Strawberries: One of the Healthiest Foods on Earth
By Carl Thompson.
Berries — colorful, delicious and a sure sign of summer, have been making the news for another reason: their health benefits. That includes strawberries, long the stuff of shortcake and ice cream cones. Studies show that strawberries are a true superfruit: they can reduce the risk of heart disease, lower bad cholesterol levels, and slow down oxidative damage throughout the body. And they’re among the top 50 healthiest foods we eat.
Strawberries for heart health
What makes strawberries such mighty morsels? They are rich in bio-active anti-oxidant compounds known as anthocynanins, which also lend the berry its red color. It’s this high level of anti-oxidants in strawberries that packs a heart-healthy, fat-busting punch.
An 18-year study of nearly 94,000 young and middle-aged women resulted in a clear cause-and-effect link between eating strawberries, among other fruits and the reduced risk of heart attack. Women who regularly ate strawberries and blueberries over the course of the study were found to have a 32 percent lower risk of heart attack.
The study’s researchers concluded that anthocynanins may also help widen arteries, which counters the buildup of plaque. When bloodflow to the heart is impeded by the presence of plaque, heart attacks can occur. The researchers also suggested that although the study’s subjects were all women, a diet rich in strawberries would have the same benefits for men.
Sweet range of benefits
Other studies have focused on the power of berries, including strawberries, to reduce the risk of type-2 diabetes. Eating strawberries as well as other red fruits can help bolster the body’s glucose response, a key factor in preventing disease. And the polyphenol anti-oxidants in strawberries and other red fruits have also been linked to helping to protect the body against a range of chronic diseases, including neurodegeneration and cancer. The effects of aging on the body, including cognitive degeneration, may also be countered by a diet rich in these amazing fruits.
As it turns out, not all strawberries are alike. To truly maximize the health benefits of strawberries, it’s best to consume strawberries that are the densest in these anti-oxidants. Table strawberries, which are the most commonly available, are the result of selective cultivation for size, bright red color, and taste.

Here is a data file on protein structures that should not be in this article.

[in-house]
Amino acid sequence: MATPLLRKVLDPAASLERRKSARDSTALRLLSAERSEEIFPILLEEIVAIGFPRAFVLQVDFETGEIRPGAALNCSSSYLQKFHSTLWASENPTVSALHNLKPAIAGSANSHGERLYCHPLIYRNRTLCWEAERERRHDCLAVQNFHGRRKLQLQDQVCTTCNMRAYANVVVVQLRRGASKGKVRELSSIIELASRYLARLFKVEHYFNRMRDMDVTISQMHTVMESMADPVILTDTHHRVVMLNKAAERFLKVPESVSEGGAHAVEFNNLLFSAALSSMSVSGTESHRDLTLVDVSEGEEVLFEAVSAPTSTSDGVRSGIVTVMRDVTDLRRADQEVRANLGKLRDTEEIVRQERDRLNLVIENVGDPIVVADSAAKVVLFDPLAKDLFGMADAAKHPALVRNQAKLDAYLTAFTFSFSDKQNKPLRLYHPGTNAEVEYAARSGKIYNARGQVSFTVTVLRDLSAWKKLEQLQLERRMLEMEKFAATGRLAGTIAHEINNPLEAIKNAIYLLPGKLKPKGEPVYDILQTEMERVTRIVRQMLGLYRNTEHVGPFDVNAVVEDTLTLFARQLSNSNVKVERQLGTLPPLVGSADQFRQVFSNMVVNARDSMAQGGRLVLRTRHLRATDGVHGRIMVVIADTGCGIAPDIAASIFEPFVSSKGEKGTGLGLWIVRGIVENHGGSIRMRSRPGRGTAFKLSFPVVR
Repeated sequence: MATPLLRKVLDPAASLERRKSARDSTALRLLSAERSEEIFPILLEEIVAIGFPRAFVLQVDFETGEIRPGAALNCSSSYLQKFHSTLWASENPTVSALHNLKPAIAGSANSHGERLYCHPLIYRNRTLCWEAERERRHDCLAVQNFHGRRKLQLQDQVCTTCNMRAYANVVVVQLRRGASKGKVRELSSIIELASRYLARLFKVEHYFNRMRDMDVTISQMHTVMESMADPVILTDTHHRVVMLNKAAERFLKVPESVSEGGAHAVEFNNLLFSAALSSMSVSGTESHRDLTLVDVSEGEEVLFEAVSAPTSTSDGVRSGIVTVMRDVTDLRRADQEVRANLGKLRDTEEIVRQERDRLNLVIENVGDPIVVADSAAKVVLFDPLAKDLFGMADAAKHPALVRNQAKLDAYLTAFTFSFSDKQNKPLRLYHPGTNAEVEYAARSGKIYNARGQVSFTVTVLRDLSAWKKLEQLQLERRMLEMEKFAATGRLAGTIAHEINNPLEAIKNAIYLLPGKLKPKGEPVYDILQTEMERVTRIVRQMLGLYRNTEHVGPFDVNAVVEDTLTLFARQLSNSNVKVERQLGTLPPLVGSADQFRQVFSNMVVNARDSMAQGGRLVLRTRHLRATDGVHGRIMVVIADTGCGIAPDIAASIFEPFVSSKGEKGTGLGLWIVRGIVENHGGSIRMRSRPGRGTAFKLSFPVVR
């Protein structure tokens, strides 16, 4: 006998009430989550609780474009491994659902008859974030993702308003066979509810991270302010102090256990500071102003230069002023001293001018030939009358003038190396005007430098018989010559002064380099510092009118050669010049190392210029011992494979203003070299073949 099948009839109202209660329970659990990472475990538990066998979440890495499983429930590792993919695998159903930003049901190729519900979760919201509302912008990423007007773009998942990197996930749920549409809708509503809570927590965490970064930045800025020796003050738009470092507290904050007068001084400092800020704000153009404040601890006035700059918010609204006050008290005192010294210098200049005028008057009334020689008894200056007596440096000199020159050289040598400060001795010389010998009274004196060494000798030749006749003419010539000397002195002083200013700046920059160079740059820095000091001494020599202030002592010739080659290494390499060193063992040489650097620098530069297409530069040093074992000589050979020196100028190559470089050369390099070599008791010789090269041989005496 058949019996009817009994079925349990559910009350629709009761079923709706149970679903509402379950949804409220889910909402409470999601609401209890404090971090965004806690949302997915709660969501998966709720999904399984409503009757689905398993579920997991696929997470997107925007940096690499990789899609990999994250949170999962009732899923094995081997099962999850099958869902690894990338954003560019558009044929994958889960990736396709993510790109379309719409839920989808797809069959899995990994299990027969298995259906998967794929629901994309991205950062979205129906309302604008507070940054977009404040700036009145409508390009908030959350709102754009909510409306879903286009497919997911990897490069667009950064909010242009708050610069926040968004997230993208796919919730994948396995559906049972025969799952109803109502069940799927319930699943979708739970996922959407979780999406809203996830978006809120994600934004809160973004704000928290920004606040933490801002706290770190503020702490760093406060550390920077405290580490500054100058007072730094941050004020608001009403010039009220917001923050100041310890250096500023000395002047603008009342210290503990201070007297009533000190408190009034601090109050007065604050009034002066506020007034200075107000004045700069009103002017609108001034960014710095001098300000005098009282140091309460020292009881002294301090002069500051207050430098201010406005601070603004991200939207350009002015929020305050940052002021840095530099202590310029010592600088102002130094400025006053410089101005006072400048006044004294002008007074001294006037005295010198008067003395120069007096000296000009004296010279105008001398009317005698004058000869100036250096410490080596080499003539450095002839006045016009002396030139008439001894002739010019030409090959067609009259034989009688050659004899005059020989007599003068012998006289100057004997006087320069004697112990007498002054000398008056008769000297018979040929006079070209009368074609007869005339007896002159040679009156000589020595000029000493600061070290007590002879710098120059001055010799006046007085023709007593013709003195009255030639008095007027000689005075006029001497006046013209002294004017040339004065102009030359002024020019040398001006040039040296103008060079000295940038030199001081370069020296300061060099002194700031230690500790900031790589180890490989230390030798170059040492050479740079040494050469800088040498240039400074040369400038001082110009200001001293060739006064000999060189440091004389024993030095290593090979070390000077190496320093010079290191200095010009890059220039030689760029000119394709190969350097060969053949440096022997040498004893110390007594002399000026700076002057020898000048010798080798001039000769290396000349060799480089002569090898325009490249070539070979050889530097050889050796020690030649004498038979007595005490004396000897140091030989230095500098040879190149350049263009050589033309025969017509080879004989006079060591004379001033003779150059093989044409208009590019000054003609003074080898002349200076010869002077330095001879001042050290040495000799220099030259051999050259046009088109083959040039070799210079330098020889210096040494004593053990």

But other kinds of strawberries have even more nutritional power. Sometimes found in farmer’s markets and roadside fruit stands, or gathered the old fashioned way, wild strawberries are much smaller, and their darker pigmentation reflects a great concentration of anthocyanins. Another new variety is a close cousin, with the same compact shape and even darker coloring. This is the Nerina — which was, in fact, cultivated for its health benefits: it’s a super superfruit.
The Nerina was developed with health in mind, using GMO-free, time-honored, traditional horticultural methods. These dark purple, little strawberries have a far greater concentration of anti-oxidants as table strawberries. Processed into an extract or powder, Nerina strawberries can be mixed into a smoothie or a sports drink — a potent, easy-to-prepare way to glean all the goodness they contain.
Regardless of variety, the science shows that strawberries are incredible allies in our quest for wellness. Like all the red fruits, they are packed with health-giving benefits. So drop them into your cereal, pop them into your mouth, blend them into a smoothie, pick them in a field or buy them in your grocer’s produce section — whatever way you slice them, your body will thank you.
Carl Thompson has been a freelance health and medical journalist for more than three decades. He specializes in natural alternatives to the synthetic products of the pharmaceutical industry, and is a research writer for IPRONA AG, an Italian company that produces standardized berry extracts for healthier nutrition. His work has appeared widely in both consumer and professional health trade publications internationally. His most recent book is “Inflammation: A Closer Look at What Drug Companies Do Not Want You to Know,” about a drug-free approach to managing arthritis and other inflammatory disorders. Follow him on twitter at @theberryroom